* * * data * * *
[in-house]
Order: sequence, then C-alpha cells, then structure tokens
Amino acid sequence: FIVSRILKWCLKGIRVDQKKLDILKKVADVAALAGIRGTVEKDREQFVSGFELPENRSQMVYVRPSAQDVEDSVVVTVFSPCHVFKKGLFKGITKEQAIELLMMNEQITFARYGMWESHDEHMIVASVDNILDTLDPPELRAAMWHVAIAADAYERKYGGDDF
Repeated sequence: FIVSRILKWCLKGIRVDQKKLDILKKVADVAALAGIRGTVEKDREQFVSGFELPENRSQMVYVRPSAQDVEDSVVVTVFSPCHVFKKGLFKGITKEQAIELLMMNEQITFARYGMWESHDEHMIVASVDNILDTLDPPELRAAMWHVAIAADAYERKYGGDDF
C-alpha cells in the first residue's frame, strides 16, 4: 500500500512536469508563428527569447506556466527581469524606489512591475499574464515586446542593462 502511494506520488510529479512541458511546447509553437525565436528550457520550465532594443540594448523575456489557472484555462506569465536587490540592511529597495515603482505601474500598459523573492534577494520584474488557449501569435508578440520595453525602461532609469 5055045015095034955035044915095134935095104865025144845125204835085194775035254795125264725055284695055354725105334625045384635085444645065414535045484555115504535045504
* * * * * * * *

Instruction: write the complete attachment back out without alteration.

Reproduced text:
[in-house]
Order: sequence, then C-alpha cells, then structure tokens
Amino acid sequence: FIVSRILKWCLKGIRVDQKKLDILKKVADVAALAGIRGTVEKDREQFVSGFELPENRSQMVYVRPSAQDVEDSVVVTVFSPCHVFKKGLFKGITKEQAIELLMMNEQITFARYGMWESHDEHMIVASVDNILDTLDPPELRAAMWHVAIAADAYERKYGGDDF
Repeated sequence: FIVSRILKWCLKGIRVDQKKLDILKKVADVAALAGIRGTVEKDREQFVSGFELPENRSQMVYVRPSAQDVEDSVVVTVFSPCHVFKKGLFKGITKEQAIELLMMNEQITFARYGMWESHDEHMIVASVDNILDTLDPPELRAAMWHVAIAADAYERKYGGDDF
C-alpha cells in the first residue's frame, strides 16, 4: 500500500512536469508563428527569447506556466527581469524606489512591475499574464515586446542593462 502511494506520488510529479512541458511546447509553437525565436528550457520550465532594443540594448523575456489557472484555462506569465536587490540592511529597495515603482505601474500598459523573492534577494520584474488557449501569435508578440520595453525602461532609469 5055045015095034955035044915095134935095104865025144845125204835085194775035254795125264725055284695055354725105334625045384635085444645065414535045484555115504535045504